Facts and Trivia Oct. 2016


On November 12, 1918, the day after the signing of the Armistice that ended World War I, Corporal Roy Holtz, a dispatch messenger, rode into history when he became the first American to enter Germany and he did it riding his army issue Harley-Davidson. But it almost didn’t happen. Four days before Holtz was stationed in Belgium. The big drive toward the German border was on. The enemy was retreating and surrender was expected momentarily. In the night of November 8, a rumor circulated among the Americans that peace was declared. Late that night Cpl. Holtz was ordered to take his captain on a night mission. It had been pouring rain for days and the roads were thick with mud. The corporal started out with his captain in the sidecar of his Harley-Davidson. As they slid along in the darkness, Holtz knew the country well and told his captain they were going in the wrong direction, but the Captain ordered him to continue on.

They finally came upon an old farmhouse, Holtz was ordered to go in and get directions. The thoroughly disgruntled corporal entered the front door, he glanced across the room unbelievingly. There at a long table were a dozen or more enemy officers all eyes staring at him coldly. Holtz and his captain had blundered into enemy divisional headquarters. They we held there and questioned until November 11. One of their guards came up to them late in the morning and said: “The war is at an end.” After it had been certified that the war was actually over, the Germans released Holtz and his captain.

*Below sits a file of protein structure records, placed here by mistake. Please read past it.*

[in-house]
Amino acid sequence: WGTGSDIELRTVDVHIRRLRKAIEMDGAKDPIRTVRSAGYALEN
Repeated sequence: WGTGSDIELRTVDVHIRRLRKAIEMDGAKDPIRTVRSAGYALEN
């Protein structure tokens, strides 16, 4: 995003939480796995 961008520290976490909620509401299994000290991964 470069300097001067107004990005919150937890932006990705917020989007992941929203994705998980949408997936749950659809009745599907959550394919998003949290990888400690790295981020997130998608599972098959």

Not long afterwards, the Harley-Davidson bumped to a stop in front of their own headquarters. They arrived just in time, as their outfit was ready to move forward. On November 12, Cpl. Holtz lead his unit into Germany. He rode his Harley-Davidson back and forth across the border many times in the days which followed. He spent a total of eight months with the Army of Occupation in Germany and a total of twenty months overseas. During this time he and his Harley-Davidson carried countless dispatches for American troops as they advanced through France and Belgium. He had the highest praise for the way in which his Harley-Davidson stood up under the constant hammering and battering it took over the shell-torn roads of France and Belgium.

roy-holtzAt the time Roy Holtz was unaware that his picture was taken as he entered Germany. The photo was discovered a few days later in a German photography shop by a fellow dispatch rider, who sent it to Harley-Davidson in 1943. The photo was published in H-Ds magazine “The Enthusiast.”  When Holtz heard about it he went to the Enthusiast office to see it for the first time since it was taken in 1918.



Trivia Question of the Month:

Question: What year did “New York State” start issuing Motorcycle License’s? Was it:



1938 or




Answer to last month’s trivia question:

Question: what event took place for the government to announce that all civilian motorcycle production stop immediately?


Answer: Just 2 months after the Japanese attacked Pearl Harbor the US government orders all civilian motorcycle production stop immediately. This however isn’t much of an impact for H-D because the Army orders 31,393 motorcycles and the Navy orders 1,622 motorcycles and sidecars in 1942 alone.


Bo’s Monthly Words of Wisdom:

May all your interactions with the law start with the words:


“Live to Ride or Step Aside”

Written by Bo
“The Hog Shoppe”



Leave a Reply